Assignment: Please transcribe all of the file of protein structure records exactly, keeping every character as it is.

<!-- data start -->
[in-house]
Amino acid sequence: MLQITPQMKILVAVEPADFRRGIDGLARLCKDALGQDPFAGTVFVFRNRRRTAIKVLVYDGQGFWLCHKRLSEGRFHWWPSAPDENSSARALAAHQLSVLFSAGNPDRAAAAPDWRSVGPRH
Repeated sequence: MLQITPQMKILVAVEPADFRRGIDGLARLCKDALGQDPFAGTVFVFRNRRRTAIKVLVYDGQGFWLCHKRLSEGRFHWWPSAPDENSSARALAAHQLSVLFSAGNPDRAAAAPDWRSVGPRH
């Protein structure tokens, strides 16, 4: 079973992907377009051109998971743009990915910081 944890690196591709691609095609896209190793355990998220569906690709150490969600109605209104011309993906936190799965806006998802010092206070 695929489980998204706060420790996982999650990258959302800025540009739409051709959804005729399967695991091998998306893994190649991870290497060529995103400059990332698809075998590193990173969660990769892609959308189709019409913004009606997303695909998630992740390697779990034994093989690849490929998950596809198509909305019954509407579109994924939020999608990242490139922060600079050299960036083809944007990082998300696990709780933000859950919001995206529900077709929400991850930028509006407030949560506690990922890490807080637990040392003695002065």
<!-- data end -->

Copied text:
[in-house]
Amino acid sequence: MLQITPQMKILVAVEPADFRRGIDGLARLCKDALGQDPFAGTVFVFRNRRRTAIKVLVYDGQGFWLCHKRLSEGRFHWWPSAPDENSSARALAAHQLSVLFSAGNPDRAAAAPDWRSVGPRH
Repeated sequence: MLQITPQMKILVAVEPADFRRGIDGLARLCKDALGQDPFAGTVFVFRNRRRTAIKVLVYDGQGFWLCHKRLSEGRFHWWPSAPDENSSARALAAHQLSVLFSAGNPDRAAAAPDWRSVGPRH
């Protein structure tokens, strides 16, 4: 079973992907377009051109998971743009990915910081 944890690196591709691609095609896209190793355990998220569906690709150490969600109605209104011309993906936190799965806006998802010092206070 695929489980998204706060420790996982999650990258959302800025540009739409051709959804005729399967695991091998998306893994190649991870290497060529995103400059990332698809075998590193990173969660990769892609959308189709019409913004009606997303695909998630992740390697779990034994093989690849490929998950596809198509909305019954509407579109994924939020999608990242490139922060600079050299960036083809944007990082998300696990709780933000859950919001995206529900077709929400991850930028509006407030949560506690990922890490807080637990040392003695002065």